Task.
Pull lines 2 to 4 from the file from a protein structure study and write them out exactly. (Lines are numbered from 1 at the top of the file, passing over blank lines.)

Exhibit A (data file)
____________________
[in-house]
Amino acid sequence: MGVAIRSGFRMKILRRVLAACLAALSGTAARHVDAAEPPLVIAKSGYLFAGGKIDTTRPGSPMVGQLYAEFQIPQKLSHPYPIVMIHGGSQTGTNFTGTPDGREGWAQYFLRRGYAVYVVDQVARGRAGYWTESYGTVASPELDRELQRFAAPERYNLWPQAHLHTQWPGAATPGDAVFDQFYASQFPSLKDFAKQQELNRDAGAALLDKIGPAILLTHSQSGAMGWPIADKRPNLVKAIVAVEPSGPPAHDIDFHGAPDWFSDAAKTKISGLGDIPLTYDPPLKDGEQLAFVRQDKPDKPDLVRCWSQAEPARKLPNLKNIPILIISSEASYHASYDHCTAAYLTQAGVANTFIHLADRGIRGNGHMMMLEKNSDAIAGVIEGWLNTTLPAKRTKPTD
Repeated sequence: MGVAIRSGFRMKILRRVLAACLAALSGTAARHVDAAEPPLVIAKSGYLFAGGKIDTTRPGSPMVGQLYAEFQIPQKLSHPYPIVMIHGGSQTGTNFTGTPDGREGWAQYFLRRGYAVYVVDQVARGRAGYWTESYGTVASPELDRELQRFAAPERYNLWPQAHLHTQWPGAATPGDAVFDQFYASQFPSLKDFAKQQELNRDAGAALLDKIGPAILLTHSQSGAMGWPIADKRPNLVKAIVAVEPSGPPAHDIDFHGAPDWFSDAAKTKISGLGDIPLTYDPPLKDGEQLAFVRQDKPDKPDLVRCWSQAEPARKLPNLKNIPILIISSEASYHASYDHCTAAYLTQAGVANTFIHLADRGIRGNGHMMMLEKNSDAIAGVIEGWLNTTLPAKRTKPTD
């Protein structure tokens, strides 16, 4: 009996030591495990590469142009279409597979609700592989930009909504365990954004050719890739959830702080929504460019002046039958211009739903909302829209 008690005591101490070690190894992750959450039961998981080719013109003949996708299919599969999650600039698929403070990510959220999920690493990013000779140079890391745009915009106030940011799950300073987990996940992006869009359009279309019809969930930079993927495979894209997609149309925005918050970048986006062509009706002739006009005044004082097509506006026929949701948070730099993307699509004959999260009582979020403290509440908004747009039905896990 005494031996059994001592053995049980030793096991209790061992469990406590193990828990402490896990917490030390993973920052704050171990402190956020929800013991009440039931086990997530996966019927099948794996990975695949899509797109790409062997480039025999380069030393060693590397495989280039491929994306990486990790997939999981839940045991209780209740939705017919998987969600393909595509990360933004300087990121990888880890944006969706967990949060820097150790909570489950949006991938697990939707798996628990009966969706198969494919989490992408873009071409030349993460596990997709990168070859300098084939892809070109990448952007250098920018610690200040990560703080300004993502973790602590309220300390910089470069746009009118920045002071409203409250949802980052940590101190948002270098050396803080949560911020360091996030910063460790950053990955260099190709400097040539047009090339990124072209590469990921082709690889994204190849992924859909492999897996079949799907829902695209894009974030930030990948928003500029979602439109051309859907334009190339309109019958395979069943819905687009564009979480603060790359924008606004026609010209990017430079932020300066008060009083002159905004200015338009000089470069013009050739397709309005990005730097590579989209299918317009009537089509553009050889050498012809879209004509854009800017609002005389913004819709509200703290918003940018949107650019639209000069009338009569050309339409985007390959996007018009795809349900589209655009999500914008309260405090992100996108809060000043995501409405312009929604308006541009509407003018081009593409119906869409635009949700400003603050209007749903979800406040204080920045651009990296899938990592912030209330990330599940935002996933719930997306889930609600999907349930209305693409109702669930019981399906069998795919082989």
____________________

Amino acid sequence: MGVAIRSGFRMKILRRVLAACLAALSGTAARHVDAAEPPLVIAKSGYLFAGGKIDTTRPGSPMVGQLYAEFQIPQKLSHPYPIVMIHGGSQTGTNFTGTPDGREGWAQYFLRRGYAVYVVDQVARGRAGYWTESYGTVASPELDRELQRFAAPERYNLWPQAHLHTQWPGAATPGDAVFDQFYASQFPSLKDFAKQQELNRDAGAALLDKIGPAILLTHSQSGAMGWPIADKRPNLVKAIVAVEPSGPPAHDIDFHGAPDWFSDAAKTKISGLGDIPLTYDPPLKDGEQLAFVRQDKPDKPDLVRCWSQAEPARKLPNLKNIPILIISSEASYHASYDHCTAAYLTQAGVANTFIHLADRGIRGNGHMMMLEKNSDAIAGVIEGWLNTTLPAKRTKPTD
Repeated sequence: MGVAIRSGFRMKILRRVLAACLAALSGTAARHVDAAEPPLVIAKSGYLFAGGKIDTTRPGSPMVGQLYAEFQIPQKLSHPYPIVMIHGGSQTGTNFTGTPDGREGWAQYFLRRGYAVYVVDQVARGRAGYWTESYGTVASPELDRELQRFAAPERYNLWPQAHLHTQWPGAATPGDAVFDQFYASQFPSLKDFAKQQELNRDAGAALLDKIGPAILLTHSQSGAMGWPIADKRPNLVKAIVAVEPSGPPAHDIDFHGAPDWFSDAAKTKISGLGDIPLTYDPPLKDGEQLAFVRQDKPDKPDLVRCWSQAEPARKLPNLKNIPILIISSEASYHASYDHCTAAYLTQAGVANTFIHLADRGIRGNGHMMMLEKNSDAIAGVIEGWLNTTLPAKRTKPTD
């Protein structure tokens, strides 16, 4: 009996030591495990590469142009279409597979609700592989930009909504365990954004050719890739959830702080929504460019002046039958211009739903909302829209 008690005591101490070690190894992750959450039961998981080719013109003949996708299919599969999650600039698929403070990510959220999920690493990013000779140079890391745009915009106030940011799950300073987990996940992006869009359009279309019809969930930079993927495979894209997609149309925005918050970048986006062509009706002739006009005044004082097509506006026929949701948070730099993307699509004959999260009582979020403290509440908004747009039905896990 005494031996059994001592053995049980030793096991209790061992469990406590193990828990402490896990917490030390993973920052704050171990402190956020929800013991009440039931086990997530996966019927099948794996990975695949899509797109790409062997480039025999380069030393060693590397495989280039491929994306990486990790997939999981839940045991209780209740939705017919998987969600393909595509990360933004300087990121990888880890944006969706967990949060820097150790909570489950949006991938697990939707798996628990009966969706198969494919989490992408873009071409030349993460596990997709990168070859300098084939892809070109990448952007250098920018610690200040990560703080300004993502973790602590309220300390910089470069746009009118920045002071409203409250949802980052940590101190948002270098050396803080949560911020360091996030910063460790950053990955260099190709400097040539047009090339990124072209590469990921082709690889994204190849992924859909492999897996079949799907829902695209894009974030930030990948928003500029979602439109051309859907334009190339309109019958395979069943819905687009564009979480603060790359924008606004026609010209990017430079932020300066008060009083002159905004200015338009000089470069013009050739397709309005990005730097590579989209299918317009009537089509553009050889050498012809879209004509854009800017609002005389913004819709509200703290918003940018949107650019639209000069009338009569050309339409985007390959996007018009795809349900589209655009999500914008309260405090992100996108809060000043995501409405312009929604308006541009509407003018081009593409119906869409635009949700400003603050209007749903979800406040204080920045651009990296899938990592912030209330990330599940935002996933719930997306889930609600999907349930209305693409109702669930019981399906069998795919082989």